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Friday, December 16, 2005

Spying on Americans

J. Edgar Hoover

I remember Nixon's FBI of the late 60's and early 70's (actually J. Edgar Hover's FBI) spying on Americans who were against the war, or just "different." In fact, after the FOIA Act came along, it was a cool exercise to get one's FBI file to see what kind of outlandish info they kept on you. I thought those days were over.

But not with the most paranoid and secretive administration in history, as Bill Moyers has pointed out. President Bush let loose the NSA snoop dogs himself in a 2002 secret executive order, the New York Times reported on Thursday.

J. Edgar Bush

MSNBC has the story:

NEW YORK - The National Security Agency has eavesdropped, without warrants, on as many 500 people inside the United States at any given time since 2002, The New York Times reported Friday.

That year, following the Sept. 11 attacks, President Bush authorized the NSA to monitor the international phone calls and international e-mails of hundreds — perhaps thousands — of people inside the United States, the Times reported.

Before the program began, the NSA typically limited its domestic surveillance to foreign embassies and missions and obtained court orders for such investigations. Overseas, 5,000 to 7,000 people suspected of terrorist ties are monitored at one time.


But some NSA officials were so concerned about the legality of the program that they refused to participate, the Times said. Questions about the legality of the program led the administration to temporarily suspend it last year and impose new restrictions.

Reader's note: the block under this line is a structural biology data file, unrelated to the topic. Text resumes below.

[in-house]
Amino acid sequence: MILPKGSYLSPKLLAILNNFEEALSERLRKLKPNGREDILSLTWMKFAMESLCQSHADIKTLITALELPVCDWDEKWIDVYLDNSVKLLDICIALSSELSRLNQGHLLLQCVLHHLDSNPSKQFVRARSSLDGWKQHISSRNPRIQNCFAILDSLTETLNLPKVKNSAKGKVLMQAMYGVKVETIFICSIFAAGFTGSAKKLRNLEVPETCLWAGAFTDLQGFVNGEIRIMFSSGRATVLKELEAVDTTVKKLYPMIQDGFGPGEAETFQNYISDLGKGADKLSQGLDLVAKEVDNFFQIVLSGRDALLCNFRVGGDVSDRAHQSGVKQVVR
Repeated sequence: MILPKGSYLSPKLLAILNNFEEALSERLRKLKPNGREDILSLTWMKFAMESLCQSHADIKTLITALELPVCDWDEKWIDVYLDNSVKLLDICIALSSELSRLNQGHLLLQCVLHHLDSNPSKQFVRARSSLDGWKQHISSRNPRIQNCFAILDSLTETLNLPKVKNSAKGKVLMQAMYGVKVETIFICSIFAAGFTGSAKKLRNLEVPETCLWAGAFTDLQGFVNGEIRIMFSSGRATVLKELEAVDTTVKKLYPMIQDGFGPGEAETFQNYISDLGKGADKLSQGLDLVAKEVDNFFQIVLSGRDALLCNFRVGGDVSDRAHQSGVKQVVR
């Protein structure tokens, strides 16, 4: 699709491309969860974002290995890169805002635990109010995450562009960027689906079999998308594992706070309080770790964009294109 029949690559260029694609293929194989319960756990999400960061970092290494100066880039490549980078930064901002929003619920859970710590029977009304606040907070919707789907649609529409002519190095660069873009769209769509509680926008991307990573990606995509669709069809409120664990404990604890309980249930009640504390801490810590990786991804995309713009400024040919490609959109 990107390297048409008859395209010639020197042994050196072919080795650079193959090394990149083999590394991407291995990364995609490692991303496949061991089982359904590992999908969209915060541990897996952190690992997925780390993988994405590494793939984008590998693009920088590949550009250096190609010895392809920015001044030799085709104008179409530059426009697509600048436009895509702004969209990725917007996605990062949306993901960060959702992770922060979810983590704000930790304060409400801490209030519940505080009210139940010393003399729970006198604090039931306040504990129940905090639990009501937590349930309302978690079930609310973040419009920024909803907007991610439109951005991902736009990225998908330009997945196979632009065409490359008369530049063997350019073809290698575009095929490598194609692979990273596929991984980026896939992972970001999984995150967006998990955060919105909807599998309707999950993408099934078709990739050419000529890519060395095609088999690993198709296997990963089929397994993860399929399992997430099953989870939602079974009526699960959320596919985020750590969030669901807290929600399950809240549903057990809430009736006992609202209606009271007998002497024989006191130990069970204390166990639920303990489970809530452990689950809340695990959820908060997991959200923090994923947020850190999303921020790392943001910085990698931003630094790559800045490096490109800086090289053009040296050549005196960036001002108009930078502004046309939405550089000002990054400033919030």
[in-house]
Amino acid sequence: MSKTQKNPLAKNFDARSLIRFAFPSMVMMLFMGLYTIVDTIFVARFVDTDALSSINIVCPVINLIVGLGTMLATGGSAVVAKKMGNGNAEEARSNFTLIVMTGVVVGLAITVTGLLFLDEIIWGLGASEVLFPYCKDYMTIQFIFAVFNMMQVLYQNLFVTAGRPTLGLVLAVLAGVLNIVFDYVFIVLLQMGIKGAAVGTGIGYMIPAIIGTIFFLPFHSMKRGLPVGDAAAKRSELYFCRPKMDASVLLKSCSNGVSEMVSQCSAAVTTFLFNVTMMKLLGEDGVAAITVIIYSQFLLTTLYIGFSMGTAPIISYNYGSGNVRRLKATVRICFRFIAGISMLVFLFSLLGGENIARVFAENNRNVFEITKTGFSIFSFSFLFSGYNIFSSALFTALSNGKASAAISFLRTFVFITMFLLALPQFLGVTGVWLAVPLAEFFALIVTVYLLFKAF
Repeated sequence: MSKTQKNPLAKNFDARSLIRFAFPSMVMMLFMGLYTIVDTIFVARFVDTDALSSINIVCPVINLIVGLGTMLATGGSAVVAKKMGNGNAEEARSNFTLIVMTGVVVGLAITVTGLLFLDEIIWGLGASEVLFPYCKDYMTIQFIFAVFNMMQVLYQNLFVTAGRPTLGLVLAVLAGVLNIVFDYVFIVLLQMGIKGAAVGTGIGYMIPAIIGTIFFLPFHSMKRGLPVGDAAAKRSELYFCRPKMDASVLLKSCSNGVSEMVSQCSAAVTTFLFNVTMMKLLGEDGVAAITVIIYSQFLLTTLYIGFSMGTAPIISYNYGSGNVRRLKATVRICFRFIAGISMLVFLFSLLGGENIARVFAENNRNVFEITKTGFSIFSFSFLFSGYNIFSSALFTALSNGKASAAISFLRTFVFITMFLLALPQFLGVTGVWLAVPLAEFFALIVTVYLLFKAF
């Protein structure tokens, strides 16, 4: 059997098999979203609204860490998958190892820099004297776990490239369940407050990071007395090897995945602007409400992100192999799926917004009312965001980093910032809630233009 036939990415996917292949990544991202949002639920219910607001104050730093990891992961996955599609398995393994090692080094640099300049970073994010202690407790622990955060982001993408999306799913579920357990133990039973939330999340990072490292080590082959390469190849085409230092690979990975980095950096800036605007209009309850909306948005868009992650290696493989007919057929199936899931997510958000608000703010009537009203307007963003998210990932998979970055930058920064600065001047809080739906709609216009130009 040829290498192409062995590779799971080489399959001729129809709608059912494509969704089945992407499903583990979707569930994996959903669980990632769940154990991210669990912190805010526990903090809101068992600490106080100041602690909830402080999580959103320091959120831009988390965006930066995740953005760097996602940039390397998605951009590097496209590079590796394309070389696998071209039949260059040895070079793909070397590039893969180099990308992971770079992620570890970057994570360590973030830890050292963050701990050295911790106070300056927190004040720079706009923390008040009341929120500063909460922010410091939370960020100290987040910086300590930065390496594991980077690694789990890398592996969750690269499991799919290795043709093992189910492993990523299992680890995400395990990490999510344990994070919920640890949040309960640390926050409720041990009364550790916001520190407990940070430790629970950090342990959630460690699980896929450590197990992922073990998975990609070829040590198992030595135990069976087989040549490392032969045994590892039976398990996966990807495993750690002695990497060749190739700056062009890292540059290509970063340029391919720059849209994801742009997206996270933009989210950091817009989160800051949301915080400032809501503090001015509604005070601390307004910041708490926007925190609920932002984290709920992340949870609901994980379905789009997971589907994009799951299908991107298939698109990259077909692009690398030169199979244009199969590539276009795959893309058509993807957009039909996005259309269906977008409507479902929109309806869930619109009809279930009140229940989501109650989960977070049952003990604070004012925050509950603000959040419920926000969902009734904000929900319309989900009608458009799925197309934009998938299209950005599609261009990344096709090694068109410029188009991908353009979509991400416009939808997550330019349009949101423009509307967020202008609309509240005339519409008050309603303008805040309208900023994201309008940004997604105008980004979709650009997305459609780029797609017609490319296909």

Condi Rice pushed back this morning on the Today show and, shock of shocks, defended the president's secret order.

"I’m not going to comment on intelligence matters,” she told NBC’s “Today” show. But Rice did say that President Bush “has always said he would do everything he can to protect the American people, but within the law, and with due regard for civil liberties because he takes seriously his responsibility.”

"The president acted lawfully in every step that he has taken,” Rice said, “to defend the American people and to defend the people within his constitutional responsibility."

The ACLU has chimed in:

Caroline Fredrickson, director of the Washington legislative office of the American Civil Liberties Union, said the group’s initial reaction to the NSA disclosure was “shock that the administration has gone so far in violating American civil liberties to the extent where it seems to be a violation of federal law.”

Asked about the administration’s contention that the eavesdropping has disrupted terrorist attacks, Fredrickson said the ACLU couldn’t comment until it sees some evidence. “They’ve veiled these powers in secrecy so there’s no way for Congress or any independent organizations to exercise any oversight.”

This comes on the heals of last week's revelations that a Pentagon database established to organize information about threats to the military, contained personal data about American citizens who the Pentagon now admits were no threat to the military at all.

I've often wondered if this little blog is on some Bush list somewhere and is catagorized as a "threat to America." If you are reading this, FBI, this blog IS America.

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